I experiment with new materials and supplies constantly for my (traditional) hand lettering. I would actually be scared to know how much time I’ve spent eyeing different hand lettering supplies (and reading their reviews) over on Amazon. I’ve invested in a lot of new ones this year and currently I have 5 favorites that I find myself always returning to and reordering. If you’re just starting out with lettering, or if you’re on the hunt for some new supplies but would like to read a real (almost every day) user review, here are my current top 5 favorite hand lettering supplies (totally unbiased, with no affiliation to any of em) šŸ™‚


top 5 favorite hand lettering supplies

Top 5 Favorite Hand Lettering Supplies

Click on any name or image to be brought to that product’s detail page

1. Pentel Fude Touch Sign Pen

The tip on this pen is super soft, easily giving you contrast in your lines depending on yourĀ pressure. It also works great for a uniform weighted line and comes in a bunch of different colors, too. My favorite use so far is creating faux drop shadows on thicker lettering, like in this time lapse.
Pentel Fude Touch Sign Pen

2. Lyra Aqua Brush Duo

Don’t get me wrong, I love a good Tombow, but so far my Lyras haveĀ consistently been giving me a longer life span. I love the look of a slowly dying brush, but before I Ā know it, those Tombows are kaput (and so are those dry brush effects). I was super disappointed with the variety of colors that came with the 24 pack, though. Up side is they’re great markers and reasonably priced, so although I’m annoyed,Ā I still useĀ them often.

Lyra aqua brush duo

3. Pentel Fude Brush Pen

One of my biggest change ups lately has beenĀ moving more towards this guyĀ over my waterbrush filled with ink. It’s been awesome for that rougher brush lettering look (I get the extra fine tip one). It creates a lot of really nice, distressed strokes, but I still prefer my waterbrush when I want the stroke less rough. The Pentel Fude requires a pretty generous squeeze to keep fully solid strokes, so I use it specifically for textured strokes.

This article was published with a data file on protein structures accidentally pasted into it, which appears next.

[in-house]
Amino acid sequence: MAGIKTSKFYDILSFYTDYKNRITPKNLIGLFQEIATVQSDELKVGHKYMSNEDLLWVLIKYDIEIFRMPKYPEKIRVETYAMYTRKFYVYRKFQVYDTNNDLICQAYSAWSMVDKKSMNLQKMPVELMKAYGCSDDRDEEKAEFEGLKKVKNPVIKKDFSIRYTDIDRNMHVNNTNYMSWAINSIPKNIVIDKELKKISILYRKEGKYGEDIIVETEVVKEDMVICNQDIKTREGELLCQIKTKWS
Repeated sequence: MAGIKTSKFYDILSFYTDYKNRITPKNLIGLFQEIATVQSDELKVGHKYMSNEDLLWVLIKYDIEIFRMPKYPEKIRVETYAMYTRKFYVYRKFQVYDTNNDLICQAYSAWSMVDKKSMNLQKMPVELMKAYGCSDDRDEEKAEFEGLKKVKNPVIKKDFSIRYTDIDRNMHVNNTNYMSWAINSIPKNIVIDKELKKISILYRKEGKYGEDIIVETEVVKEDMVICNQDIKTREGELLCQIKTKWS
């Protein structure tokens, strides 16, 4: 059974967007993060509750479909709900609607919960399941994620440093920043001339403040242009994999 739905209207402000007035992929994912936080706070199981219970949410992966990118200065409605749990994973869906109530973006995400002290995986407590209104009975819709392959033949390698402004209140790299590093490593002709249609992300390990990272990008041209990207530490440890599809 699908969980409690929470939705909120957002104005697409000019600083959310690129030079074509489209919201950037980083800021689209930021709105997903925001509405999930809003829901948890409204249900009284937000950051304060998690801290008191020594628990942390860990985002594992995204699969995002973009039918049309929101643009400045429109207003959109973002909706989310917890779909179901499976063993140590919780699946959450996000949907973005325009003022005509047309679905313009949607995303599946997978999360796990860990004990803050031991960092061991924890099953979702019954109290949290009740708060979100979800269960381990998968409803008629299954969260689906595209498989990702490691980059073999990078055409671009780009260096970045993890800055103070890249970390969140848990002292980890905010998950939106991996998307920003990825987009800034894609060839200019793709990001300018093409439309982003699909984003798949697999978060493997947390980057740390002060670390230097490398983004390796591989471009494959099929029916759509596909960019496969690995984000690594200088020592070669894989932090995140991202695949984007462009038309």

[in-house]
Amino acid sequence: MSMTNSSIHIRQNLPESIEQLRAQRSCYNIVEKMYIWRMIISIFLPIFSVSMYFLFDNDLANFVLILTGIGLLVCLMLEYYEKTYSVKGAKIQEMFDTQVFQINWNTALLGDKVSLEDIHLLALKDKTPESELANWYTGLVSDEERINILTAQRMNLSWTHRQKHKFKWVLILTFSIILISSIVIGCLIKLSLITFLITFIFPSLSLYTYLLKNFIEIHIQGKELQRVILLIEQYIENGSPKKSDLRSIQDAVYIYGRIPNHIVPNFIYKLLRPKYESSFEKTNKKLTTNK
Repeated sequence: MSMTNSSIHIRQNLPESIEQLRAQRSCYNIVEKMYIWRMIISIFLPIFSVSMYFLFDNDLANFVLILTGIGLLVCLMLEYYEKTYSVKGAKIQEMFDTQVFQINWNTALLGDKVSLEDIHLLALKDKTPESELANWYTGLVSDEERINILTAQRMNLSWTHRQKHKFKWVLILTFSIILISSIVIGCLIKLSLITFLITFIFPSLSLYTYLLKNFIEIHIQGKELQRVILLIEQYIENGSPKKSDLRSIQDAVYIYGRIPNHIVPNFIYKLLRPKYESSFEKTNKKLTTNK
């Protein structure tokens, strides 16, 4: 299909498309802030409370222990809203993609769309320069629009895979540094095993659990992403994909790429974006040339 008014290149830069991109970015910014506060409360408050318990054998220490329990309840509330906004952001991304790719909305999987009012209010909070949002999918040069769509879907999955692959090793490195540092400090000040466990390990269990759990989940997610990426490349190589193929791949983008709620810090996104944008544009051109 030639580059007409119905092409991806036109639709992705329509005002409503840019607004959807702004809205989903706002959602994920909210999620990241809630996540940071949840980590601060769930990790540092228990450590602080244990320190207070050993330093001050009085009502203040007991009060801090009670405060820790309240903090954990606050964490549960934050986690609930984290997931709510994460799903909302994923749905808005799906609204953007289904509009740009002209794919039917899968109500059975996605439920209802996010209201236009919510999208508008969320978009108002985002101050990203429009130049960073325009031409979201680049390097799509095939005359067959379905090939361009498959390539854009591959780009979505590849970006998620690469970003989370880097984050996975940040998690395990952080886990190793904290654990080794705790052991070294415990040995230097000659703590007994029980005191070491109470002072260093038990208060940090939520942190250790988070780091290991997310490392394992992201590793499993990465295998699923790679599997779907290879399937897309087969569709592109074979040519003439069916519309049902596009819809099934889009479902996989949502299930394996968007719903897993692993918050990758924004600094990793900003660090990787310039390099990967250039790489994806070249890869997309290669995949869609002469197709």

pentel fude brush pen

4. Tombow Fudenosuke Brush Pen (Soft)

This has got to be my favorite find this year and is an awesome brush pen if you’re just starting out. I haven’t tried the hard nib yet, but plan to! The pen is really receptive to pressure, has an awesome texture and is fun to write with. I’ve already started creating my next font with it, too! A bonus is that it comes in 3’s and the packaging is allĀ Japanese. When it arrives, it makes you feel like you’veĀ just scored something really special, which you have, of course. šŸ˜‰

Tombow Fudenosuke brush pen soft

5. Painter’s Brand Paint Marker (Fine + Ultra Fine Tip)

I haven’t experimented too much with paint markers, but these have been great. I found them in the craft aisle at Walmart for a reasonable price, and no complaints yet. Because of that, I haven’t had a need to explore further yet. They work super well (white, metallics and black) on top of watercolor and kraft paper, which are my main uses. The fine tip is perfect for larger artwork and I use the ultra fine tip for all of my more detailed areas. Check outĀ this lettering time lapseĀ for an example!

painter's brand paint marker

Do you have any recommendations? I’m always on the hunt for new supplies, so I definitely welcome new additions!



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Every Tuesday's content creator and founder. I help creatives build and improve their digital skills to open new opportunities.
Latest comments
  • Is it bad that looking at these my first thought was “okay but how would they work as eyeliner?” Realistically, probably pretty poorly because putting a pen near your eye is a bad idea…but imagine the WINGS

  • Hi Teela! I’m a huge fan of your work. I ordered the Tombow Fudenosuke Brush Pens and they came with a little plastic grid thing. Do you use this or know what it’s for (other than looking cool!)? Thanks!

  • I do a lot of writing on stones, what do you suggest I use


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